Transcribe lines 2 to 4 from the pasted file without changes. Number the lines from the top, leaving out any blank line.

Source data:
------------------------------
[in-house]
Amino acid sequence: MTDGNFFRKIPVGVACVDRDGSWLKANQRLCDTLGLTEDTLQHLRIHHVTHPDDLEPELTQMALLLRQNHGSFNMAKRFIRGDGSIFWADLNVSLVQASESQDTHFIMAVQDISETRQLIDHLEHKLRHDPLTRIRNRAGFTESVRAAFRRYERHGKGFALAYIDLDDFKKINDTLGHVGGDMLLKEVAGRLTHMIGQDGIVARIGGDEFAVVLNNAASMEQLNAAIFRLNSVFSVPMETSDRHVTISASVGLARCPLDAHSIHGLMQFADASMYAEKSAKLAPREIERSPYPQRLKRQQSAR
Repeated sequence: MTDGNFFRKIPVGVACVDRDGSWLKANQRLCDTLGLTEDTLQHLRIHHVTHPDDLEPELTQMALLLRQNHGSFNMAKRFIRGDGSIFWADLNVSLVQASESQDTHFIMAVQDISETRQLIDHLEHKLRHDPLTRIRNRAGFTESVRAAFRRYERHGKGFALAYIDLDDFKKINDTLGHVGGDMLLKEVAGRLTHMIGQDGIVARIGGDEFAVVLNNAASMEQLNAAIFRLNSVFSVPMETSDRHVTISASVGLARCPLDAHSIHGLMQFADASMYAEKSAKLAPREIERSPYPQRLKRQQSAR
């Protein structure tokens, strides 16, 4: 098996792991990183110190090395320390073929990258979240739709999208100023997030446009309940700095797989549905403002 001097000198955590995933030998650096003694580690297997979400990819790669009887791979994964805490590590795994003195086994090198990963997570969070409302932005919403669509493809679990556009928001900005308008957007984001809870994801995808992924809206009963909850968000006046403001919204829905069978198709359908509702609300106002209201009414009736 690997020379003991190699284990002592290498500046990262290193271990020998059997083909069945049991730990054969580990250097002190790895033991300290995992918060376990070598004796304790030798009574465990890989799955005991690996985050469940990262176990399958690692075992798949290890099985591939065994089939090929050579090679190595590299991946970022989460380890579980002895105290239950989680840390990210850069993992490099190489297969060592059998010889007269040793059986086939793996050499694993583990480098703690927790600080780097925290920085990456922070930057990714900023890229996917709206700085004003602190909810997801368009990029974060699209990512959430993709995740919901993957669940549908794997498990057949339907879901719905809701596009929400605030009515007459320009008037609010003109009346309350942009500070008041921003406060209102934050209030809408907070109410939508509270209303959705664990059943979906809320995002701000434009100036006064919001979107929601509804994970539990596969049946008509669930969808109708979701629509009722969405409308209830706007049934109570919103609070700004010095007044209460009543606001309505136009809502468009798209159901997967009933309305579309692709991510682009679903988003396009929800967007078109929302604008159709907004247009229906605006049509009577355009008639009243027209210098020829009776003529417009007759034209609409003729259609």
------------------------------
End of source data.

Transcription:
Amino acid sequence: MTDGNFFRKIPVGVACVDRDGSWLKANQRLCDTLGLTEDTLQHLRIHHVTHPDDLEPELTQMALLLRQNHGSFNMAKRFIRGDGSIFWADLNVSLVQASESQDTHFIMAVQDISETRQLIDHLEHKLRHDPLTRIRNRAGFTESVRAAFRRYERHGKGFALAYIDLDDFKKINDTLGHVGGDMLLKEVAGRLTHMIGQDGIVARIGGDEFAVVLNNAASMEQLNAAIFRLNSVFSVPMETSDRHVTISASVGLARCPLDAHSIHGLMQFADASMYAEKSAKLAPREIERSPYPQRLKRQQSAR
Repeated sequence: MTDGNFFRKIPVGVACVDRDGSWLKANQRLCDTLGLTEDTLQHLRIHHVTHPDDLEPELTQMALLLRQNHGSFNMAKRFIRGDGSIFWADLNVSLVQASESQDTHFIMAVQDISETRQLIDHLEHKLRHDPLTRIRNRAGFTESVRAAFRRYERHGKGFALAYIDLDDFKKINDTLGHVGGDMLLKEVAGRLTHMIGQDGIVARIGGDEFAVVLNNAASMEQLNAAIFRLNSVFSVPMETSDRHVTISASVGLARCPLDAHSIHGLMQFADASMYAEKSAKLAPREIERSPYPQRLKRQQSAR
């Protein structure tokens, strides 16, 4: 098996792991990183110190090395320390073929990258979240739709999208100023997030446009309940700095797989549905403002 001097000198955590995933030998650096003694580690297997979400990819790669009887791979994964805490590590795994003195086994090198990963997570969070409302932005919403669509493809679990556009928001900005308008957007984001809870994801995808992924809206009963909850968000006046403001919204829905069978198709359908509702609300106002209201009414009736 690997020379003991190699284990002592290498500046990262290193271990020998059997083909069945049991730990054969580990250097002190790895033991300290995992918060376990070598004796304790030798009574465990890989799955005991690996985050469940990262176990399958690692075992798949290890099985591939065994089939090929050579090679190595590299991946970022989460380890579980002895105290239950989680840390990210850069993992490099190489297969060592059998010889007269040793059986086939793996050499694993583990480098703690927790600080780097925290920085990456922070930057990714900023890229996917709206700085004003602190909810997801368009990029974060699209990512959430993709995740919901993957669940549908794997498990057949339907879901719905809701596009929400605030009515007459320009008037609010003109009346309350942009500070008041921003406060209102934050209030809408907070109410939508509270209303959705664990059943979906809320995002701000434009100036006064919001979107929601509804994970539990596969049946008509669930969808109708979701629509009722969405409308209830706007049934109570919103609070700004010095007044209460009543606001309505136009809502468009798209159901997967009933309305579309692709991510682009679903988003396009929800967007078109929302604008159709907004247009229906605006049509009577355009008639009243027209210098020829009776003529417009007759034209609409003729259609």